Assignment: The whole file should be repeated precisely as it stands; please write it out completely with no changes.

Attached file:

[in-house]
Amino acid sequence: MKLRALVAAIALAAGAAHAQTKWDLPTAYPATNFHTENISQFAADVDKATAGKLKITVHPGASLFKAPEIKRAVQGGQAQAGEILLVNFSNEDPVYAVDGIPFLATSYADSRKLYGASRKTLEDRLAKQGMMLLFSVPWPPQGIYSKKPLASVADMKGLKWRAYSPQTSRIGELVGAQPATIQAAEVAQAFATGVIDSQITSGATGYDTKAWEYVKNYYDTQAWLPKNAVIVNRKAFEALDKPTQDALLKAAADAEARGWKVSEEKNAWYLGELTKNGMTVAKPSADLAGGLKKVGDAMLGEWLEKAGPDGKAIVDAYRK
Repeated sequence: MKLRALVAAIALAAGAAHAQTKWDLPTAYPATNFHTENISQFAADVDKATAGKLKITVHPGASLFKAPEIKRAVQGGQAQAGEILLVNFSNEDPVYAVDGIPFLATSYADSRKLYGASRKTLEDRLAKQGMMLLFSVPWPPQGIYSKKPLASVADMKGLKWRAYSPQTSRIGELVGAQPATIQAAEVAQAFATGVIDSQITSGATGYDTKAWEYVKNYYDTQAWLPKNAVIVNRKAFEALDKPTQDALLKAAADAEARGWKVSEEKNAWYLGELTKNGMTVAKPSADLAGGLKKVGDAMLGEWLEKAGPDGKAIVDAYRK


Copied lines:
[in-house]
Amino acid sequence: MKLRALVAAIALAAGAAHAQTKWDLPTAYPATNFHTENISQFAADVDKATAGKLKITVHPGASLFKAPEIKRAVQGGQAQAGEILLVNFSNEDPVYAVDGIPFLATSYADSRKLYGASRKTLEDRLAKQGMMLLFSVPWPPQGIYSKKPLASVADMKGLKWRAYSPQTSRIGELVGAQPATIQAAEVAQAFATGVIDSQITSGATGYDTKAWEYVKNYYDTQAWLPKNAVIVNRKAFEALDKPTQDALLKAAADAEARGWKVSEEKNAWYLGELTKNGMTVAKPSADLAGGLKKVGDAMLGEWLEKAGPDGKAIVDAYRK
Repeated sequence: MKLRALVAAIALAAGAAHAQTKWDLPTAYPATNFHTENISQFAADVDKATAGKLKITVHPGASLFKAPEIKRAVQGGQAQAGEILLVNFSNEDPVYAVDGIPFLATSYADSRKLYGASRKTLEDRLAKQGMMLLFSVPWPPQGIYSKKPLASVADMKGLKWRAYSPQTSRIGELVGAQPATIQAAEVAQAFATGVIDSQITSGATGYDTKAWEYVKNYYDTQAWLPKNAVIVNRKAFEALDKPTQDALLKAAADAEARGWKVSEEKNAWYLGELTKNGMTVAKPSADLAGGLKKVGDAMLGEWLEKAGPDGKAIVDAYRK